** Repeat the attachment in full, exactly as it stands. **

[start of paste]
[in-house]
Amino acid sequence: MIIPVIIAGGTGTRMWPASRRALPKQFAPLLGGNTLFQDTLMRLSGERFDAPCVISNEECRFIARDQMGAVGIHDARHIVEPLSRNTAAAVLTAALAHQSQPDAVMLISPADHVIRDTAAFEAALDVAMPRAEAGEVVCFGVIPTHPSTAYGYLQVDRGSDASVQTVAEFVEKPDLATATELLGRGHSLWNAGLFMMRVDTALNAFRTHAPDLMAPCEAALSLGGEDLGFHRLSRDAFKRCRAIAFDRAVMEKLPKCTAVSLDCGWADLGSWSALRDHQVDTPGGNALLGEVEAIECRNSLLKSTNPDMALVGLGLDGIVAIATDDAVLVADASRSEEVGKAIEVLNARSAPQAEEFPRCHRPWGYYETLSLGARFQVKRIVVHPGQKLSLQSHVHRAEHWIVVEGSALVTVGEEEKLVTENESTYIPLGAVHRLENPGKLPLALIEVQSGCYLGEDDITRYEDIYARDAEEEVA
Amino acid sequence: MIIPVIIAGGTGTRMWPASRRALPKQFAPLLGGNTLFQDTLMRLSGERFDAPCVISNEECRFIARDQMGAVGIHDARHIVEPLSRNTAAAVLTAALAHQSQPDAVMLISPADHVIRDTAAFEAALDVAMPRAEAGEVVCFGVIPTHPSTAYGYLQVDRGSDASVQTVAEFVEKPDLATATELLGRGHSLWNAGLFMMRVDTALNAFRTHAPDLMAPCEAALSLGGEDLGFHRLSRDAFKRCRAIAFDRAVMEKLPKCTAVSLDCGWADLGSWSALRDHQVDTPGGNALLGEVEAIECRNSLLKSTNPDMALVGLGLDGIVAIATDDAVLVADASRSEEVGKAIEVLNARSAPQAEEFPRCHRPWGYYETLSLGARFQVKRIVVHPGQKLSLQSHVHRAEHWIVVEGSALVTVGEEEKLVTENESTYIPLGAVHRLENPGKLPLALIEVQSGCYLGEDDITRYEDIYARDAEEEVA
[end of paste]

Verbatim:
[in-house]
Amino acid sequence: MIIPVIIAGGTGTRMWPASRRALPKQFAPLLGGNTLFQDTLMRLSGERFDAPCVISNEECRFIARDQMGAVGIHDARHIVEPLSRNTAAAVLTAALAHQSQPDAVMLISPADHVIRDTAAFEAALDVAMPRAEAGEVVCFGVIPTHPSTAYGYLQVDRGSDASVQTVAEFVEKPDLATATELLGRGHSLWNAGLFMMRVDTALNAFRTHAPDLMAPCEAALSLGGEDLGFHRLSRDAFKRCRAIAFDRAVMEKLPKCTAVSLDCGWADLGSWSALRDHQVDTPGGNALLGEVEAIECRNSLLKSTNPDMALVGLGLDGIVAIATDDAVLVADASRSEEVGKAIEVLNARSAPQAEEFPRCHRPWGYYETLSLGARFQVKRIVVHPGQKLSLQSHVHRAEHWIVVEGSALVTVGEEEKLVTENESTYIPLGAVHRLENPGKLPLALIEVQSGCYLGEDDITRYEDIYARDAEEEVA
Amino acid sequence: MIIPVIIAGGTGTRMWPASRRALPKQFAPLLGGNTLFQDTLMRLSGERFDAPCVISNEECRFIARDQMGAVGIHDARHIVEPLSRNTAAAVLTAALAHQSQPDAVMLISPADHVIRDTAAFEAALDVAMPRAEAGEVVCFGVIPTHPSTAYGYLQVDRGSDASVQTVAEFVEKPDLATATELLGRGHSLWNAGLFMMRVDTALNAFRTHAPDLMAPCEAALSLGGEDLGFHRLSRDAFKRCRAIAFDRAVMEKLPKCTAVSLDCGWADLGSWSALRDHQVDTPGGNALLGEVEAIECRNSLLKSTNPDMALVGLGLDGIVAIATDDAVLVADASRSEEVGKAIEVLNARSAPQAEEFPRCHRPWGYYETLSLGARFQVKRIVVHPGQKLSLQSHVHRAEHWIVVEGSALVTVGEEEKLVTENESTYIPLGAVHRLENPGKLPLALIEVQSGCYLGEDDITRYEDIYARDAEEEVA